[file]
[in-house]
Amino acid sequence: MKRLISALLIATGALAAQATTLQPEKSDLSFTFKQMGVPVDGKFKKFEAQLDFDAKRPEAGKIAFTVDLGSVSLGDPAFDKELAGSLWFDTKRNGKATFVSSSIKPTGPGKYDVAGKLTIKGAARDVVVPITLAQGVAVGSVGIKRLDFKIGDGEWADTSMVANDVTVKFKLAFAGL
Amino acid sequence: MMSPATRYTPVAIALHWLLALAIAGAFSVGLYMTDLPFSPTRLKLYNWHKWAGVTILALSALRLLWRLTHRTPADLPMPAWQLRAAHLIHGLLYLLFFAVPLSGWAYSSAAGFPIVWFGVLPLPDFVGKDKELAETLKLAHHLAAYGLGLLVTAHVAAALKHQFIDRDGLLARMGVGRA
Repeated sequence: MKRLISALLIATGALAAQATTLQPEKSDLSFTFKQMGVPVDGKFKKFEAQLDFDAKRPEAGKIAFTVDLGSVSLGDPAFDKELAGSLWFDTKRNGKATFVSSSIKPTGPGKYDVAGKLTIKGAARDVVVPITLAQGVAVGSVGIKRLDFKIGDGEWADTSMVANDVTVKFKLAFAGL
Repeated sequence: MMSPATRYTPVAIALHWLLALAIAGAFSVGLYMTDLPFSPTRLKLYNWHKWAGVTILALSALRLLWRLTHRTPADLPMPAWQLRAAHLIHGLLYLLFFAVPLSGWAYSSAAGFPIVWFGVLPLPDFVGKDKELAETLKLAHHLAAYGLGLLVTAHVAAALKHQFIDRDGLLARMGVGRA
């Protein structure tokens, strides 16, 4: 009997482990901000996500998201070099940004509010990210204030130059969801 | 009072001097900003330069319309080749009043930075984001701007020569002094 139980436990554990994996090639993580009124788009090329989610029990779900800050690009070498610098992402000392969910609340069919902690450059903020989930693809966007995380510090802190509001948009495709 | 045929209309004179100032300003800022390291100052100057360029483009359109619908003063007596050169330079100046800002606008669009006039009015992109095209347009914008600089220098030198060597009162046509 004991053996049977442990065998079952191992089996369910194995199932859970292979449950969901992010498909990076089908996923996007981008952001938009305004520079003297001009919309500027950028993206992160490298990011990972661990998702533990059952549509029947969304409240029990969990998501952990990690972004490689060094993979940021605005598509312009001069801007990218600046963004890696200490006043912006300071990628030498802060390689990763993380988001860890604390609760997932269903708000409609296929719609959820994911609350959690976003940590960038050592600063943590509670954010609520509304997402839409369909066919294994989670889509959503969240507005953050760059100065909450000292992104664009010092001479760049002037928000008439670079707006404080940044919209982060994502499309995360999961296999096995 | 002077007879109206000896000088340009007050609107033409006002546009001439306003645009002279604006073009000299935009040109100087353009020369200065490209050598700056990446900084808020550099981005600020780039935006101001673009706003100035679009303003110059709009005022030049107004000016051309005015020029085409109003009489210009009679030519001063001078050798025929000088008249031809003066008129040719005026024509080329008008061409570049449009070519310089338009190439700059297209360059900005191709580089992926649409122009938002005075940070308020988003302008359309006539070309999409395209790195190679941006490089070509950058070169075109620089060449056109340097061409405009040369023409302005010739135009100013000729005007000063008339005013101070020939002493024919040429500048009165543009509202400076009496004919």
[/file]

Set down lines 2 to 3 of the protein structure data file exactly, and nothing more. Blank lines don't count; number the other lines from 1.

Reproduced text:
Amino acid sequence: MKRLISALLIATGALAAQATTLQPEKSDLSFTFKQMGVPVDGKFKKFEAQLDFDAKRPEAGKIAFTVDLGSVSLGDPAFDKELAGSLWFDTKRNGKATFVSSSIKPTGPGKYDVAGKLTIKGAARDVVVPITLAQGVAVGSVGIKRLDFKIGDGEWADTSMVANDVTVKFKLAFAGL
Amino acid sequence: MMSPATRYTPVAIALHWLLALAIAGAFSVGLYMTDLPFSPTRLKLYNWHKWAGVTILALSALRLLWRLTHRTPADLPMPAWQLRAAHLIHGLLYLLFFAVPLSGWAYSSAAGFPIVWFGVLPLPDFVGKDKELAETLKLAHHLAAYGLGLLVTAHVAAALKHQFIDRDGLLARMGVGRA